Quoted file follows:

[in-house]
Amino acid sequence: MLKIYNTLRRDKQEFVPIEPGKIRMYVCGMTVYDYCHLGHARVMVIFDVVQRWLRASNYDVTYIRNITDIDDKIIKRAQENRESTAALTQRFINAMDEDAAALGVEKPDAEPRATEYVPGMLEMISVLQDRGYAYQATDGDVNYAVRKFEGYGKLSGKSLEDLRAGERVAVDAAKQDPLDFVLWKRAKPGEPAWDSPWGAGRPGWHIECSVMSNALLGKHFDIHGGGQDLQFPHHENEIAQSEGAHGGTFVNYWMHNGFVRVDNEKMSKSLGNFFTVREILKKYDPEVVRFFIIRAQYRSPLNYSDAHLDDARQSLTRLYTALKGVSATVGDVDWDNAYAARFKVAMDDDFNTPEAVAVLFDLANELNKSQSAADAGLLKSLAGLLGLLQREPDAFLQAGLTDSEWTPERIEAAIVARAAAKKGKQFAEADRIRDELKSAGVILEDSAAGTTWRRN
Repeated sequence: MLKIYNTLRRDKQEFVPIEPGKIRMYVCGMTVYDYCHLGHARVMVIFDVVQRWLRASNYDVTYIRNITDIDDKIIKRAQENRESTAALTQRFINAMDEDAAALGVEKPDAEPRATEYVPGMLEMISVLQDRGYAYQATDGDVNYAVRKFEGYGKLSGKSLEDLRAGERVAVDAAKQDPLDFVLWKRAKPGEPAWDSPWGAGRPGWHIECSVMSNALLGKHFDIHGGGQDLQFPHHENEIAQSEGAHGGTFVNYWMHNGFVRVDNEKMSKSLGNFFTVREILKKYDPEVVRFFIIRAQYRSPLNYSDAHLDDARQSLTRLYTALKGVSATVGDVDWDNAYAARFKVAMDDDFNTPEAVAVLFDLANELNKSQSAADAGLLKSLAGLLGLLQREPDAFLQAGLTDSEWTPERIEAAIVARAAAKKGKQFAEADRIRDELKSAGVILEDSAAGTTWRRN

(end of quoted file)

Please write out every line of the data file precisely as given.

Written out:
[in-house]
Amino acid sequence: MLKIYNTLRRDKQEFVPIEPGKIRMYVCGMTVYDYCHLGHARVMVIFDVVQRWLRASNYDVTYIRNITDIDDKIIKRAQENRESTAALTQRFINAMDEDAAALGVEKPDAEPRATEYVPGMLEMISVLQDRGYAYQATDGDVNYAVRKFEGYGKLSGKSLEDLRAGERVAVDAAKQDPLDFVLWKRAKPGEPAWDSPWGAGRPGWHIECSVMSNALLGKHFDIHGGGQDLQFPHHENEIAQSEGAHGGTFVNYWMHNGFVRVDNEKMSKSLGNFFTVREILKKYDPEVVRFFIIRAQYRSPLNYSDAHLDDARQSLTRLYTALKGVSATVGDVDWDNAYAARFKVAMDDDFNTPEAVAVLFDLANELNKSQSAADAGLLKSLAGLLGLLQREPDAFLQAGLTDSEWTPERIEAAIVARAAAKKGKQFAEADRIRDELKSAGVILEDSAAGTTWRRN
Repeated sequence: MLKIYNTLRRDKQEFVPIEPGKIRMYVCGMTVYDYCHLGHARVMVIFDVVQRWLRASNYDVTYIRNITDIDDKIIKRAQENRESTAALTQRFINAMDEDAAALGVEKPDAEPRATEYVPGMLEMISVLQDRGYAYQATDGDVNYAVRKFEGYGKLSGKSLEDLRAGERVAVDAAKQDPLDFVLWKRAKPGEPAWDSPWGAGRPGWHIECSVMSNALLGKHFDIHGGGQDLQFPHHENEIAQSEGAHGGTFVNYWMHNGFVRVDNEKMSKSLGNFFTVREILKKYDPEVVRFFIIRAQYRSPLNYSDAHLDDARQSLTRLYTALKGVSATVGDVDWDNAYAARFKVAMDDDFNTPEAVAVLFDLANELNKSQSAADAGLLKSLAGLLGLLQREPDAFLQAGLTDSEWTPERIEAAIVARAAAKKGKQFAEADRIRDELKSAGVILEDSAAGTTWRRN